1. What’s the one place in Cleveland that’s your must-visit for out-of-towners?

The Cleveland National Air Show at Burke Lakefront Airport. As a pilot, a lot of my heroes fly in the airshow and I think it’s an incredible display of how much creativity plus engineering can do.

2. What’s the best advice you’ve received from a teacher?

I’ve always really lacked confidence in my math skills, and that was a large factor that held me back from pursuing engineering earlier. My high school AP Physics teacher was an absolutely brilliant woman, and at some point she told me “I got a C in high school calculus, a D in college calculus, and I still got my PhD from MIT in physics. Why would you ever let a letter someone else assigned you define what you can and can’t do?”

3. What’s the one thing people would be surprised to know about you?

I am beast at devil sticks. I can’t swim. I can lick my elbow. I genuinely un-learned how to ride a bike. I live each day smiling, because I lost two childhood friends to suicide in high school and I want to smile for them. Dvorak and Disney movies fueled my recovery from a very secretive, painful depression in high school, and whenever I’m feeling down I’ll put on the Dvorak American quartet and sketch Dumbo or Belle or Mulan for a little while.

4. What famous person—past or present—would you most like to have dinner with and where would you go?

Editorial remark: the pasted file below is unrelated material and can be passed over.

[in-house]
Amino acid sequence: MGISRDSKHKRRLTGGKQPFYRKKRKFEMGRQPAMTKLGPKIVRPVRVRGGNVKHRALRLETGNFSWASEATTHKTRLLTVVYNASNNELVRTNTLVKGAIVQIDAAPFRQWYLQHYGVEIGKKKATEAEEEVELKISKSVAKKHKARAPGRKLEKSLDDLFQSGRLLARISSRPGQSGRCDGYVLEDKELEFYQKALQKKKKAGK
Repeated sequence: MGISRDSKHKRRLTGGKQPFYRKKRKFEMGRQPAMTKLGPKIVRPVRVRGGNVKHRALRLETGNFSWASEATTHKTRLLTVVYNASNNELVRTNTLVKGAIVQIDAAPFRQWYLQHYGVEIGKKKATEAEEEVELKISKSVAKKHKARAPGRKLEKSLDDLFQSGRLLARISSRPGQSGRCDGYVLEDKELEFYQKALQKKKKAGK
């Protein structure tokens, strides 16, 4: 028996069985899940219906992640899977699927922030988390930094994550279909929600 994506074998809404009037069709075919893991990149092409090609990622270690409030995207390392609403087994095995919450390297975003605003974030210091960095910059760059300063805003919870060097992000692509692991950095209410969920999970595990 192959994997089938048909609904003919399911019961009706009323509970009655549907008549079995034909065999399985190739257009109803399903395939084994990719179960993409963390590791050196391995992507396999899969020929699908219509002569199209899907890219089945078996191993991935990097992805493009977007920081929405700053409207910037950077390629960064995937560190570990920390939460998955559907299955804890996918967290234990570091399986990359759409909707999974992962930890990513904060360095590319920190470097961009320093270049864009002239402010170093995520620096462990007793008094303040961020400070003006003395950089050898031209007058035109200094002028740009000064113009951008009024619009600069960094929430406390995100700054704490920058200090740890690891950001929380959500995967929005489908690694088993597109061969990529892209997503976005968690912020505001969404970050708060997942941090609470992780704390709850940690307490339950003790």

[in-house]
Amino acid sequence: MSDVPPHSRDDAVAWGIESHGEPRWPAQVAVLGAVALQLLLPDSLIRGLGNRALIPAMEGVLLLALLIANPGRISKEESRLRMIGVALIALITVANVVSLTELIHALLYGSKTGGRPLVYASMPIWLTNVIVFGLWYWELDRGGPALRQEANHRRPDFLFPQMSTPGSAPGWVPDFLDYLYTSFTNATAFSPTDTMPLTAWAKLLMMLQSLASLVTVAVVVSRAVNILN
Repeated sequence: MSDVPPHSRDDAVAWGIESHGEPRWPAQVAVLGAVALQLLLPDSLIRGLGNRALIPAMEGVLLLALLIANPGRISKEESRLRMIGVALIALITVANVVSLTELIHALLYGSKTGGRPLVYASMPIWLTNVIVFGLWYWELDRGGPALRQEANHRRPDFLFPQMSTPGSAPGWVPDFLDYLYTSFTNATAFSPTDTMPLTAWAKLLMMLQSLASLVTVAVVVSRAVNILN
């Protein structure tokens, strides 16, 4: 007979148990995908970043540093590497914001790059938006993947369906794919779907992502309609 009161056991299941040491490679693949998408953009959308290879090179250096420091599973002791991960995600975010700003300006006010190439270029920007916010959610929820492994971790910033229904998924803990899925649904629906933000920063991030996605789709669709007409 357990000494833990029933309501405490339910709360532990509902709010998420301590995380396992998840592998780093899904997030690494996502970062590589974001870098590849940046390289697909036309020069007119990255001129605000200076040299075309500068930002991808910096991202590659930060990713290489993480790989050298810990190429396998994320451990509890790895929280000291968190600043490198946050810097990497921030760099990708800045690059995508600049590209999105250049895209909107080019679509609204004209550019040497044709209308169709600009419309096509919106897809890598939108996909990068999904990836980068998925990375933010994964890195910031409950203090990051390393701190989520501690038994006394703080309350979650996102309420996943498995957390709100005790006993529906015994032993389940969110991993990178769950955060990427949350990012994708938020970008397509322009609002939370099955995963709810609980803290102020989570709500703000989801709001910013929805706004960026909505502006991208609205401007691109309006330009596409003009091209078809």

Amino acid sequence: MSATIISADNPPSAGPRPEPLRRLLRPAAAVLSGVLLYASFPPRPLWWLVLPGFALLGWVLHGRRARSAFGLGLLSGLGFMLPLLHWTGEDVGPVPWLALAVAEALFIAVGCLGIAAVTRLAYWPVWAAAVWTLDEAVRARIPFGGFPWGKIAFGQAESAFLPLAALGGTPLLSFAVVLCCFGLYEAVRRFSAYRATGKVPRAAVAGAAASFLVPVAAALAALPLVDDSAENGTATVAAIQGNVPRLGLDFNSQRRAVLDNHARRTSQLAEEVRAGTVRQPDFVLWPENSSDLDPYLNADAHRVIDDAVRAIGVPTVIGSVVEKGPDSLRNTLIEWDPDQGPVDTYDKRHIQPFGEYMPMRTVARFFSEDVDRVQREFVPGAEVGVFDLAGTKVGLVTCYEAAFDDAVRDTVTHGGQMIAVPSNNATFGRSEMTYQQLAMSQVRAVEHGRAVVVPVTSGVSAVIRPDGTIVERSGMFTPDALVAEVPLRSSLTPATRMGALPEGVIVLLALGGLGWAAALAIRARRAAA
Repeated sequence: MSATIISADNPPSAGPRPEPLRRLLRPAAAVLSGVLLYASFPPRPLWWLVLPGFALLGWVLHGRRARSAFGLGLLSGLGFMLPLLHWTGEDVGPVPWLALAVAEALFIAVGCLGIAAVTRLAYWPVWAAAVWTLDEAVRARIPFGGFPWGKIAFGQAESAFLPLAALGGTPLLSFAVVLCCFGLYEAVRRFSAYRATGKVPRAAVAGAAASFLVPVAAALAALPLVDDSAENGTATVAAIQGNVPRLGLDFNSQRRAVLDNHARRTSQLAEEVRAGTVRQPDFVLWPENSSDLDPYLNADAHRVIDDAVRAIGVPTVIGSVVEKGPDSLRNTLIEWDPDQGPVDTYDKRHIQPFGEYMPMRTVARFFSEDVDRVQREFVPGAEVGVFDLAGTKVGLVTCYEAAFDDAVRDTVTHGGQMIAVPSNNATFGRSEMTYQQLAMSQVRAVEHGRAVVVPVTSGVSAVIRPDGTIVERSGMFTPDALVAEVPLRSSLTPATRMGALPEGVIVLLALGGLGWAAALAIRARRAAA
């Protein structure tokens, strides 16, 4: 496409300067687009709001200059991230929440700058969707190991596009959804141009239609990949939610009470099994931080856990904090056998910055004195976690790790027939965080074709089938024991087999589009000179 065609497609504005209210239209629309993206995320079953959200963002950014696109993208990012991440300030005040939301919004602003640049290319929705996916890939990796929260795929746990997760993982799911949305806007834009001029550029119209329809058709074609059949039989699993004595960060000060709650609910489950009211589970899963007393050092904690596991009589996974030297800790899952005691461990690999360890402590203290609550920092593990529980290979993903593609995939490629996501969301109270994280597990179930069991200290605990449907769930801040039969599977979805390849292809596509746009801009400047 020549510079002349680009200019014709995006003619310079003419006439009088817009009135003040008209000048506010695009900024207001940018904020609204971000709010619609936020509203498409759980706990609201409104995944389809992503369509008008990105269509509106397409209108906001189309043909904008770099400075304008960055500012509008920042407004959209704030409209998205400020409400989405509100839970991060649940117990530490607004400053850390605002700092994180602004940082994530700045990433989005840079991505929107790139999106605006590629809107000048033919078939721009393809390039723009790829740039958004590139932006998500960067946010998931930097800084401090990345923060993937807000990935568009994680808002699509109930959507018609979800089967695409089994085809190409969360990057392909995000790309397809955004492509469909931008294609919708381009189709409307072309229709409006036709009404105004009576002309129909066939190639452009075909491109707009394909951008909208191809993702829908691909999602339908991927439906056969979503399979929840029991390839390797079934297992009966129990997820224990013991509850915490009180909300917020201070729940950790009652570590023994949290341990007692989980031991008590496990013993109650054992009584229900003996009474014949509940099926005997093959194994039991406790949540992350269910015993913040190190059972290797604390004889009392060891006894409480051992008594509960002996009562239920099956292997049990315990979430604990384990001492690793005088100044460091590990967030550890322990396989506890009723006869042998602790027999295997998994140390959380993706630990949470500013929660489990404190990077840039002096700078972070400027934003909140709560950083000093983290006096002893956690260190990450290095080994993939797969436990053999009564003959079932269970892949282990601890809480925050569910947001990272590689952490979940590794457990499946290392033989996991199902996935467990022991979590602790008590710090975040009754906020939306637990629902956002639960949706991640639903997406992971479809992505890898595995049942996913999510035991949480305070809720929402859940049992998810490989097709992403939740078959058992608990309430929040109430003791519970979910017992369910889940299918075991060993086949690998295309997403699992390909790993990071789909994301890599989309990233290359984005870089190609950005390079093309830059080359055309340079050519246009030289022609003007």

There’s a little known story of Eleanor Roosevelt and Amelia Earhart at a White House dinner where they decided they were going to get up and go flying in the middle of the dinner. A bunch of them just stood up and went to the local airport. Eleanor Roosevelt had just gotten her student pilot’s license, and so they went and just flew around Baltimore in their evening gowns. Then they landed and went back and had dessert. I would love to just third-wheel on that dinner.

5. What’s your favorite thing about Case Western Reserve?

I like all the hidden gems you can find in people here. When I first got here, I was kind of discouraged because I didn’t connect with anyone right away with the same interests as me. The more I got involved here, the more individual people within the community I could join. We all want something bigger. I didn’t think I was going to find those people here, but over time, I have.